Van Dijk is a lot of fun to watch, whether riding for herself or for team mates, and she has some of the best social media too – blogs on her website and her friendly twitter. You can also find out more about her in my interview with her last year, just before she won Flanders, as a podcast, or written up. She’s only recently back from breaking her collarbone, so she might not be 100% fit, but you just know that she’ll race her heart out in the ITT and work for everyone in the Road Race.
Speaking of the Ronde van Vlaanderen…. This year’s race was won by Elisa Longo Borghini, a very different style of rider to Van Dijk, but who shares the love of team working. But she and Van Dijk did win Flanders in similar ways – both of them attacked “too early” with huge efforts, from breakaways groups. They both used one of my favourite gambits – when a breakaway group has two riders from the same team in it, and one attacks solo and gets away, it puts the other riders in the break in a prisoner’s dilemma – if they chase too early and catch the escapee, the team-mate is nice and rested, and can attack; or they chase and catch the escapee and it comes to a sprint, the team-mate has had an easy ride and has more energy; or if they don’t chase, the escapee gets to the end and wins solo! It’s one of the reasons that sometimes it’s not the fastest rider that wins, it’s the one who takes risks, and doesn’t care if it ends with her winning or her team-mate.
Although she has been Italian ITT Champion in her time, Elisa’s more of a Classics-style rider, great on the hills, who’s won the bronze medal in the 2012 World Champs Road Race. She’s really interesting – while, for example, the sprinters can rack up more wins over the season, when Longo Borghini wins, or medals, it’s in the big iconic races. And she loves working for other riders, in the sprint trains, and in races she could win too – it’s no surprise that Wiggle Honda won the most World Cups this season… and one of the things that makes the Italian national team so formidable in Worlds is they all seem to feel the same, going into the race with a gleeful “we don’t care which of us it is, as long as it’s one of us!” approach of working out their tactics on the road.
Riders who push themselves
One of Longo Borghini’s Italian compatriots, who’s really stepped up her racing in the last few years is Elena Cecchini of Lotto Soudal. The two riders may be on rival teams, but they train together, and always cheer for each other. Cecchini says that winning the Italian Road Race last year made her really want to improve and honour the tricolore jersey, and she certainly has. She especially shone in the Classics, and came home from her first ever Giro with two podium places and ten stitches in her chin.
She’s only 23, and there are a lot of riders who have had more wins than her, but she has been developing really strongly, and her two wins – becoming one of a very select group to win the super-competitive Italian National Championships for two years in a row, and winning Stage 1 of the hilly Festival Elsy Jacobs from a breakaway that was only 3 seconds away from being caught on the line – were beautiful moments. Her podium spots and top 5s in some of the biggest races mean a lot more than wins at a lot of small races with weaker fields – and if she keeps developing like this, I’m sure the big wins will follow.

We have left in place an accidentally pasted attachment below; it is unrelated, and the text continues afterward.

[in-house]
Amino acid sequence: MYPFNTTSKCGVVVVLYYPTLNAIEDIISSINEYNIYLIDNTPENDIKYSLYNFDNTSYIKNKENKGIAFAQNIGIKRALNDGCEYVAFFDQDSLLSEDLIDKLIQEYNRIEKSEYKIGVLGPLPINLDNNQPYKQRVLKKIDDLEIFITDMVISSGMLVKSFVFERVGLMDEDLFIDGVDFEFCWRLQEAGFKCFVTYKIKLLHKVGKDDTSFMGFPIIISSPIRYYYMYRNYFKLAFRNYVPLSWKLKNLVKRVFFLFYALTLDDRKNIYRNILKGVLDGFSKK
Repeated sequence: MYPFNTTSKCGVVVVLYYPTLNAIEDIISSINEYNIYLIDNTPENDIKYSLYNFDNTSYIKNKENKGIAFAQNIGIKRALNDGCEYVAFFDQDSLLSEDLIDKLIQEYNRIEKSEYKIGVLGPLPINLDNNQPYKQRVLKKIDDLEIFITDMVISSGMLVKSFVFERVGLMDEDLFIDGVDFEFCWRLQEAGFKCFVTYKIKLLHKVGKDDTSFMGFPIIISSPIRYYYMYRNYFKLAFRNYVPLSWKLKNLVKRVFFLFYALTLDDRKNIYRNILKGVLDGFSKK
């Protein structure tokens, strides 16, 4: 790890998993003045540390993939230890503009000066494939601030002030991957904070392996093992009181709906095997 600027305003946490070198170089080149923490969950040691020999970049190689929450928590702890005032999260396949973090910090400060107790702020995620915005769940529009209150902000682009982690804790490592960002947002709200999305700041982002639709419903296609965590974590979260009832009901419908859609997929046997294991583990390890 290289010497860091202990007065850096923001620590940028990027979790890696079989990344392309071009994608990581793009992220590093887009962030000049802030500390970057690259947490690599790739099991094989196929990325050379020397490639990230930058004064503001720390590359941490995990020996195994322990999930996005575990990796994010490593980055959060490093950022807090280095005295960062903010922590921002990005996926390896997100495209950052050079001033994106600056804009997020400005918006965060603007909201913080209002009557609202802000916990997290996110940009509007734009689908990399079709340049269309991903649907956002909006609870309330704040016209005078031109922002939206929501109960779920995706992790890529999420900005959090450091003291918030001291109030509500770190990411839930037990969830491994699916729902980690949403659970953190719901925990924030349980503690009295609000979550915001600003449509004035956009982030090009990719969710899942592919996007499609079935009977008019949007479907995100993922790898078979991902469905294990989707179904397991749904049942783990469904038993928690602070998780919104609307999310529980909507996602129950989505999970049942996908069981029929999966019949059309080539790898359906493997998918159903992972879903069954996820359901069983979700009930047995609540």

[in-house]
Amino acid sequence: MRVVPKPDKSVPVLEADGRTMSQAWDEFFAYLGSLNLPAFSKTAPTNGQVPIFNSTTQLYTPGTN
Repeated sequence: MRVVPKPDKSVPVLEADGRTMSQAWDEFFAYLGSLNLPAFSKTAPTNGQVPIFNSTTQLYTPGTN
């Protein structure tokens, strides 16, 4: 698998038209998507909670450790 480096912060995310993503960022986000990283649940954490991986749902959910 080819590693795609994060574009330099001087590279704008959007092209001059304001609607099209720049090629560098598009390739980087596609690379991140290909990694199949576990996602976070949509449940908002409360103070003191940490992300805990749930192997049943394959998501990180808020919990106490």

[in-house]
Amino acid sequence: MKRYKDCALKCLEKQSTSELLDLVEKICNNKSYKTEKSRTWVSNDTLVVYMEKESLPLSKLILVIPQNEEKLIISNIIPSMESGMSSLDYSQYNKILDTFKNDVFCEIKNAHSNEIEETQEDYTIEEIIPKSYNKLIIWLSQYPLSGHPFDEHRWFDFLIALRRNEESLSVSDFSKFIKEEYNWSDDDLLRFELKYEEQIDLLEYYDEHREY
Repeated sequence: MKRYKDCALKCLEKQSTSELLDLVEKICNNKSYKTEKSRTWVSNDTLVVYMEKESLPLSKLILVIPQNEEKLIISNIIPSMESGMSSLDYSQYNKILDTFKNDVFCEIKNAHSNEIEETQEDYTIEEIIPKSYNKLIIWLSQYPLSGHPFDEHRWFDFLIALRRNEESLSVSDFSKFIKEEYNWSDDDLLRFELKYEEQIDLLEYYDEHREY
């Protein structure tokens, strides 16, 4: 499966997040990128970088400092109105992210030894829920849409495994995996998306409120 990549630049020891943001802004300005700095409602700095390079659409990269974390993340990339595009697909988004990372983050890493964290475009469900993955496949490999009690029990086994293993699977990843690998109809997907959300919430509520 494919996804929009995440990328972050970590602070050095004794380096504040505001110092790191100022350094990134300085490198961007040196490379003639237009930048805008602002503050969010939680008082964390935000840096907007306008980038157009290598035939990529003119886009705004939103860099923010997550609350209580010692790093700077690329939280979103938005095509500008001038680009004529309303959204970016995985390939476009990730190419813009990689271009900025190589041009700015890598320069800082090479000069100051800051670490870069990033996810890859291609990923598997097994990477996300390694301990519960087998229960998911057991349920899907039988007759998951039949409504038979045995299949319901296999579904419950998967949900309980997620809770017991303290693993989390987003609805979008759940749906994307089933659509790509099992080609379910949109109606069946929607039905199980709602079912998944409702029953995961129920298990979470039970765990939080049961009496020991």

Another rider who stepped up big time this year is Megan Guarnier. She’s always been a super-domestique who specialises in climbing, who’s worked for all her teams, most recently Boels, but she’s been pushing herself to improve, for example, over last winter working specifically on her descending, and wow, it’s paid off! She started the season winning the first ever women’s edition of the instant-Classic Strade Bianche on the dusty roads of beautiful Tuscany, but crashed hard in one of the Drenthe races, with a nasty concussion that took her away from the Spring Classics. She came back to win her second USA National Championships title, and then won her first stage at the Giro Rosa Grand Tour, on the Classics-esque Stage 2, wearing the maglia rosa leader’s jersey for 6 stages and ending up 3rd overall.
That was fantastic, but around all that she was working her socks off for her team-mates, and playing a crucial part in their wins. It was a textbook example of a rider analysing her weaknesses, working on them, and coming back SO strong, to be one of the stories of the season, and it’s especially interesting because cycling’s her second sport, as she only took it up after shoulder injuries put a stop to her swimming career. Off the bike, she’s interesting too, with a degree in neuroscience, and a fun blog – find out more on her website, and follow her twitter and instagram.
Stephanie Suwak wants to cheer for underdogs, and there are three kinds here at Worlds.
Firstly, we have all the riders from the “non-traditional” cycling nations, where it’s not a popular sport, and there aren’t national Federations with bags of money (the “big” nations for cycling, in terms of Federation support for the women include the Netherlands, Italy, USA, Germany and France, while countries like Great Britain and Spain have big Federations too, just more focused on women’s track and men’s everything). So all the riders from countries like Rwanda, Algeria, Ethiopia, and even rich European countries like Norway, who’ve chosen to leave some of their team spots empty, have achieved a huge amount just to get here in the first place. A rider like Jeanne d’Arc Girubuntu, the first Rwandan woman to race Worlds, thanks to the support of Team Africa Rising and the Adrien Niyonshuti Cycling Academy, and who was the 1,000th trainee at the UCI’s World Cycling Centre, will have achieved so much if she just finishes the ITT and Road Race.